How the world should oppose the Taliban’s war on women and girls

Volunteers continue to educate teenage girls in informal schools like this one. But unless the ban on high school for girls is lifted, universities will eventually become male-only zones.Credit: Mohammad Noori/Anadolu Agency/Getty

When the Taliban took power in Afghanistan last August, many rightly feared a return to the conditions of the group’s first government, between 1996 and 2001. At the time, all girls’ schools in the country were closed and women could not work. , or have a role in public life. Rape and beatings were commonplace.

For now, primary schools for girls are still open and some women are working. General prohibition has yet to return, in part because the Afghanistan of today is not the country of 2001. An explosion of knowledge, technology and job opportunities in the years that followed nurtured a generation of ambitious and capable young people. They are now in an existential fight to stop their country from turning back time. They, especially the girls and women among them, need the full support of the world – in cash, in other resources, in any way possible. Countries that chose to isolate the Taliban in protest against their repressive policies should assess the impact of this course of action and ask themselves if it worked.

The repression of girls and women by the Taliban is a daily reality. Universities are open and classes have resumed, but they are segregated by gender and women cannot officially teach men. Women also cannot be managers or supervisors in workforces that include men. It is therefore difficult for them to be professors or principal researchers. Most cannot hold positions in senior administration or technical support. Women had to take pay cuts and demotions to keep their jobs. Classes and research projects had to be halted if a male teacher or researcher could not be found, creating chaos and uncertainty for students.

And, as has been widely reported, adolescent girls are banned from school altogether. Hundreds of teachers set up informal, often secret schools so girls could continue to learn. But the reality is that unless the ban on secondary education for girls is reversed, within a few years there will be no more girls attending secondary school and no more women. will go into higher education and research.

These developments have left governments and scientific collaborators struggling with the kind of relationship they want with the Taliban leadership. Some countries, including China, India, Iran and Pakistan, welcome Afghan students and scholars of all kinds to their universities. China also funds higher education in Afghanistan, in part through its Belt and Road Initiative. Earlier this month, the Chinese ambassador to the country, Wang Yu, reportedly opened a new auditorium and teaching building at Kabul University.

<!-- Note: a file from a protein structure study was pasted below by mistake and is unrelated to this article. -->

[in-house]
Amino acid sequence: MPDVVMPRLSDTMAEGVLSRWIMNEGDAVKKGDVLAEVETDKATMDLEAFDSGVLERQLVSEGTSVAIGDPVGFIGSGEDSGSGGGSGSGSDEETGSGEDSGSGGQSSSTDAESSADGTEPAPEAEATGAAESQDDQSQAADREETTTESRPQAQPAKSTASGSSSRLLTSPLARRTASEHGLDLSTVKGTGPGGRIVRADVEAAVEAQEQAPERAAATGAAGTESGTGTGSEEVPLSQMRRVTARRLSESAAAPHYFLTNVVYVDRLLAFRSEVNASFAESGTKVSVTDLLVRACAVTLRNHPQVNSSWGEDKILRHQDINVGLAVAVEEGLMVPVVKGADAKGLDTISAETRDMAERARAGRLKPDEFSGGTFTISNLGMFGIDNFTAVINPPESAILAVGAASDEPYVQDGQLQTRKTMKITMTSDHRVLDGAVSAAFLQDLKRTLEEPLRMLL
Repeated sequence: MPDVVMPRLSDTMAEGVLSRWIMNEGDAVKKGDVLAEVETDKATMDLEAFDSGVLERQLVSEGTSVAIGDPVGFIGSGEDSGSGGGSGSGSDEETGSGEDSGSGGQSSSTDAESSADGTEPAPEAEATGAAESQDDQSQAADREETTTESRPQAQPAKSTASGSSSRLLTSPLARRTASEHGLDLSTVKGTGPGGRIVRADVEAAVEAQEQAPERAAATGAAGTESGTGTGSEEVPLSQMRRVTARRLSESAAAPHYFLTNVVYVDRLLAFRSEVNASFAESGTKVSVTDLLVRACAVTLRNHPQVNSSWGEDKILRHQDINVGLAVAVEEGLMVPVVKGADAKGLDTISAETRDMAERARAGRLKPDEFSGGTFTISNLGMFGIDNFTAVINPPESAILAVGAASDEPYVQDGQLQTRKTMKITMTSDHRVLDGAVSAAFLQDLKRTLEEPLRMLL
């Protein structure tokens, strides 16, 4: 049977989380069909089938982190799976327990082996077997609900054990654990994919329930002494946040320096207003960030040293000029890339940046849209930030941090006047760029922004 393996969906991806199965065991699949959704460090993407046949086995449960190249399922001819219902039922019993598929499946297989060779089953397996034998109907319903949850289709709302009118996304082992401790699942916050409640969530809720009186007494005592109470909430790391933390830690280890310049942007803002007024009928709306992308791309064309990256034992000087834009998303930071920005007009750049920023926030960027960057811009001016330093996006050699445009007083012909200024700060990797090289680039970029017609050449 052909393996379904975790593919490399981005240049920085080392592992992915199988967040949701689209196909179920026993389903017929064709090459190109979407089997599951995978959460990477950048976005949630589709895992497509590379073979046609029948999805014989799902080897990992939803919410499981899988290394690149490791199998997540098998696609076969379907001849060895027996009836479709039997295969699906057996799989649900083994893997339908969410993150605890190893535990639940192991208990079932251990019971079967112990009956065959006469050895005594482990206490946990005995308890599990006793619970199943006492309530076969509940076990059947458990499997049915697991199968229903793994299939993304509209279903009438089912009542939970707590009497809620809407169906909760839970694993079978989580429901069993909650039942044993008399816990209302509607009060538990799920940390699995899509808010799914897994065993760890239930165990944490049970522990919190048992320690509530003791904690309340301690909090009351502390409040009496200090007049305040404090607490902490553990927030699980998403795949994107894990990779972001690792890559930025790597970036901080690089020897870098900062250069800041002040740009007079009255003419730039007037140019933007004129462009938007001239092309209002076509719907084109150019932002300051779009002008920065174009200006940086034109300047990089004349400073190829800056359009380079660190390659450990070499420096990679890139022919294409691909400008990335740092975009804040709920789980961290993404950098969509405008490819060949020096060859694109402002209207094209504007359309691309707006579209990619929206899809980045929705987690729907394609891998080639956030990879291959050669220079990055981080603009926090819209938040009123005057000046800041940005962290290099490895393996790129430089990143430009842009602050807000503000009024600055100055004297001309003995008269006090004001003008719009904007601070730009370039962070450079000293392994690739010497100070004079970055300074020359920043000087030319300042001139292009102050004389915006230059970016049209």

By contrast, governments in Europe and North America are focusing more on essential humanitarian aid. They ended funding for research, training and bilateral scholarships (those approved government-to-government) in Afghanistan. These actions had at least two unintended consequences that need to be explored to guide future actions. The first is that the Taliban have so far firmly refused to allow older girls to study and women to take over leadership positions. Pressuring the regime by refusing funding does not seem to have worked. The second consequence is that universities have suffered because researchers can no longer collaborate as they once did with their international peers. Afghan scholars are at great risk of returning to a closed world.

Why didn’t isolating the Taliban change their behavior? What differences of opinion exist between the different factions of the Taliban, and why? Has the funding cut also severed ties with group members who might advocate a different and relatively open-minded agenda? The answers to these and other questions must be sought through systematic assessment and evaluation.

Drive positive change

At the same time, countries should explore what more they can do to support positive developments that could lead to the future that young Afghans want and deserve. One such development is the expansion of online learning. The American University of Afghanistan, usually based in Kabul, is starting to offer courses entirely online. This allows people of all genders from across the country to access faculty members and courses at the university, which was not possible before. Some of the courses are offered by scholars who had to leave Afghanistan to start a new life abroad. Other universities could study this experience and expand the courses available.

Realistically, the Taliban could be in power for a while. The scholars who have chosen to remain in Afghanistan know this and are courageously engaging with the leadership, in an effort to demonstrate that equal rights, research, scholarship and dissent are valuable in nation building. .

As Afghan political scientist Obaidullah Baheer wrote last week in The Washington Post, it is a high-risk job. This will take time and requires global support. This support cannot come if Afghanistan is isolated by the international community, as it was in 1996. Afghanistan has changed, so it makes sense to review the global response so far and assess whether it must also change.

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